The UAE can help keep Arab doctors in the Middle East

The country is a field station for the healthcare sector in a sick region

A doctor and patient in rebel-held Utaya, near the Syrian capital of Damascus. AFP

The world would be a less healthy place over the course of history were it not for Middle Eastern doctors and scientists. Avicenna, arguably the region's most famous polymath, wrote The Canon of Medicine in the 10th century, one of the most famous medical books in history, and the 13th century Arab physician Ibn Al Nafis outlined pulmonary circulation more than 300 years before William Harvey did so in the West. Today, Egypt still trains 15 per cent more medics per capita than the US.

But nowadays the region is not an easy place to practise. War and economic crises have devastated a number of its centres of excellence, and the strain of Covid-19 has made things worse. In Lebanon, more than 400 medics left the country in 2020. While the situation might not be as bad in other parts, there is still a trend towards young doctors leaving for better prospects outside the Middle East.

There are a few countries in the region that buck the trend. The UAE is fortunate to be one of them, the result of the country's planning, prosperity and government efforts over the years to strengthen the sector.

The Emirates' world-leading health care owes a great deal to workers from around the world; in July, doctors who worked on the front line of the pandemic in the UAE were encouraged to apply for golden visas in recognition of their contribution. But more is being done to train doctors in the country. This week, for example, one of the region's biggest healthcare providers, VPS Healthcare, launched a consultation programme to inform a strategy for getting more UAE citizens into the sector. Other efforts with similar goals include the National Healthcare Programme, which aims to train UAE citizens in the field of nursing through paid scholarships. It is set to begin in 2022.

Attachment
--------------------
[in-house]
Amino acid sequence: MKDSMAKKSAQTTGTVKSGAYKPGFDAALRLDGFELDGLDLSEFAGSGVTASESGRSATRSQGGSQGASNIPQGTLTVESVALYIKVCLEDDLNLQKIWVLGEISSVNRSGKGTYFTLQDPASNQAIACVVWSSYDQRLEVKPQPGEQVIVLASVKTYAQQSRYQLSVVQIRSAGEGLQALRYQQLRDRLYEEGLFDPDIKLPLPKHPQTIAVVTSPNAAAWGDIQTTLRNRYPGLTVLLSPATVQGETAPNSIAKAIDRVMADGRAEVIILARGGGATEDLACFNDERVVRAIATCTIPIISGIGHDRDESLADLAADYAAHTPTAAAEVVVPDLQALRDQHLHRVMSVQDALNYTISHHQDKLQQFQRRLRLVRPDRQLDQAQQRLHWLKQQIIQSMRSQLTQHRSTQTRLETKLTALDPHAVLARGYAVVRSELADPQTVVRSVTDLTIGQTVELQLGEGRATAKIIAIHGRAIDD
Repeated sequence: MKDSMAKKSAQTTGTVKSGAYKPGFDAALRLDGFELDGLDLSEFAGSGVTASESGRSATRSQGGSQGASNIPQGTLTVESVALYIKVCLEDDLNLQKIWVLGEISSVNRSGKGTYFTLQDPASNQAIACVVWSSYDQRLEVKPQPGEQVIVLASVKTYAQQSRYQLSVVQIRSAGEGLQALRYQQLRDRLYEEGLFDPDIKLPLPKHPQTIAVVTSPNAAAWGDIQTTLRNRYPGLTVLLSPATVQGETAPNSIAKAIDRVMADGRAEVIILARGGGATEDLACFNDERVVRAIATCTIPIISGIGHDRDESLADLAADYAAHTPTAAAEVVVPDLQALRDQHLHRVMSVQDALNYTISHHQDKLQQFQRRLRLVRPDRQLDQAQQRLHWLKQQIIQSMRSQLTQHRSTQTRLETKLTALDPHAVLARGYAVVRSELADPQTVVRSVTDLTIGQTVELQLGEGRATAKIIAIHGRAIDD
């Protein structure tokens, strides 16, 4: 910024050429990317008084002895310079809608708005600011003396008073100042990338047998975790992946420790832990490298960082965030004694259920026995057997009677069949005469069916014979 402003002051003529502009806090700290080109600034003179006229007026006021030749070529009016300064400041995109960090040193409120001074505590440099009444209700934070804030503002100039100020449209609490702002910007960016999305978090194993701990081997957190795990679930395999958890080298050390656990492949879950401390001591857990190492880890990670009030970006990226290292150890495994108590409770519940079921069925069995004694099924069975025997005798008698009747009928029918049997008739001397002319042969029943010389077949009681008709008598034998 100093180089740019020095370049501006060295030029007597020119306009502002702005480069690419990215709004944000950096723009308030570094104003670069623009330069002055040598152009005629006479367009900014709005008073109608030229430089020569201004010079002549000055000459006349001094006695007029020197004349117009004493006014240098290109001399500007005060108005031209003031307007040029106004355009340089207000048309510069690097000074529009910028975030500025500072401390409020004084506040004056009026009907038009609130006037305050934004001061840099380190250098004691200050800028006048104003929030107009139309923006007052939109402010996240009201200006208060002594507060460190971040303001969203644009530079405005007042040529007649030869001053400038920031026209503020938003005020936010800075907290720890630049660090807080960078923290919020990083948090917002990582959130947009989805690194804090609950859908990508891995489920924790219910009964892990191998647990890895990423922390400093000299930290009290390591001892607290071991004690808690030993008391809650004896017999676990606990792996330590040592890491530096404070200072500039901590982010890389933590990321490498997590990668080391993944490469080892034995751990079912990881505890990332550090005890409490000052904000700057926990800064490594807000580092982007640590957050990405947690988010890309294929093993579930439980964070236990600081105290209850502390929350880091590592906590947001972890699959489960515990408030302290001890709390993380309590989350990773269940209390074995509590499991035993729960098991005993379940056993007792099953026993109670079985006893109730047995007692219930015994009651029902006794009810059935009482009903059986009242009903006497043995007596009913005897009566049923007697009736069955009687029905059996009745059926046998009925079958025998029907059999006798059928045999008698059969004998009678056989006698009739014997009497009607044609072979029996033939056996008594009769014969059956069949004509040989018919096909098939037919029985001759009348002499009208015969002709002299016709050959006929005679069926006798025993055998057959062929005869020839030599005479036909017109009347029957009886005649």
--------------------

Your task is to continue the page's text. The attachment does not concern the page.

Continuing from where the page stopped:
Abu Dhabi Stem Cell Centre is becoming a leading regional research centre. Dubai Healthcare City free zone has launched an Emirati training programme in fields such as business administration, finance, marketing and communications and information technology. The scope of the programme shows how modern healthcare systems run on more than simply doctors and nurses. The UAE's sector is aiming not to be up-to-date, but cutting-edge. Earlier this month, the Riayati national personal medical records database was announced as a key step in providing a world-class healthcare system by simplifying diagnosis, treatment and prescriptions.

Medical interest is also shaping the country's engagements abroad. Yesterday, The National revealed that the Beyond2020 initiative, launched by the Zayed Sustainability Prize, has brought healthcare services to about 20,000 people in rural Rwanda. Last year, the country launched the Reach Campaign, which focuses on combatting neglected tropical diseases. It announced in October that it was working to rid the world for good of two such illnesses, river blindness and lymphatic filariasis.

From frontline medical staff to administrators, humanitarian workers to IT experts, the pace at which healthcare is developing in the UAE is keeping the Middle East's tradition of being at the heart of medicine alive. This transformation, driven by international and, increasingly, national expertise, can be an asset for the country and the region.

Published: December 29th 2021, 3:00 AM